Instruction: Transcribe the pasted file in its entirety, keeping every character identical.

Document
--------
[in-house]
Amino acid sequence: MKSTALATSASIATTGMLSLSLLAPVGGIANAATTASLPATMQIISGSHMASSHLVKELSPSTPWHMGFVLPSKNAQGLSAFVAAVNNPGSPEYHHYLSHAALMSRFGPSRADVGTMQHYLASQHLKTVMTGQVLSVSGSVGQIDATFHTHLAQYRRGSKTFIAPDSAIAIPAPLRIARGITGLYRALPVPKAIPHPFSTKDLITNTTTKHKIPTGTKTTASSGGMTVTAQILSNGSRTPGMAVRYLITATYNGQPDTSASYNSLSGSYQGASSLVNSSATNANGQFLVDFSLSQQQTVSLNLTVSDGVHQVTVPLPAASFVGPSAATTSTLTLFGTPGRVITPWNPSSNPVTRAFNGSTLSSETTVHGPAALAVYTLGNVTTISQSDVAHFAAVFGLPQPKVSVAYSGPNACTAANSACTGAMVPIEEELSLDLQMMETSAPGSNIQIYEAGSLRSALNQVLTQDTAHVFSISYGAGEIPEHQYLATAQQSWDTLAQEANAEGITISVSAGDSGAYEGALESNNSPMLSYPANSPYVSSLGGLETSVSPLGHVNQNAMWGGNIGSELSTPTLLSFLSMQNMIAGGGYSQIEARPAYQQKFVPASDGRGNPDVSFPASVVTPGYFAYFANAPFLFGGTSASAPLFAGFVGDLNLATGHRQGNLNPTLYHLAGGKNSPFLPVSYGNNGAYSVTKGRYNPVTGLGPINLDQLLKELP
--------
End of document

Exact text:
[in-house]
Amino acid sequence: MKSTALATSASIATTGMLSLSLLAPVGGIANAATTASLPATMQIISGSHMASSHLVKELSPSTPWHMGFVLPSKNAQGLSAFVAAVNNPGSPEYHHYLSHAALMSRFGPSRADVGTMQHYLASQHLKTVMTGQVLSVSGSVGQIDATFHTHLAQYRRGSKTFIAPDSAIAIPAPLRIARGITGLYRALPVPKAIPHPFSTKDLITNTTTKHKIPTGTKTTASSGGMTVTAQILSNGSRTPGMAVRYLITATYNGQPDTSASYNSLSGSYQGASSLVNSSATNANGQFLVDFSLSQQQTVSLNLTVSDGVHQVTVPLPAASFVGPSAATTSTLTLFGTPGRVITPWNPSSNPVTRAFNGSTLSSETTVHGPAALAVYTLGNVTTISQSDVAHFAAVFGLPQPKVSVAYSGPNACTAANSACTGAMVPIEEELSLDLQMMETSAPGSNIQIYEAGSLRSALNQVLTQDTAHVFSISYGAGEIPEHQYLATAQQSWDTLAQEANAEGITISVSAGDSGAYEGALESNNSPMLSYPANSPYVSSLGGLETSVSPLGHVNQNAMWGGNIGSELSTPTLLSFLSMQNMIAGGGYSQIEARPAYQQKFVPASDGRGNPDVSFPASVVTPGYFAYFANAPFLFGGTSASAPLFAGFVGDLNLATGHRQGNLNPTLYHLAGGKNSPFLPVSYGNNGAYSVTKGRYNPVTGLGPINLDQLLKELP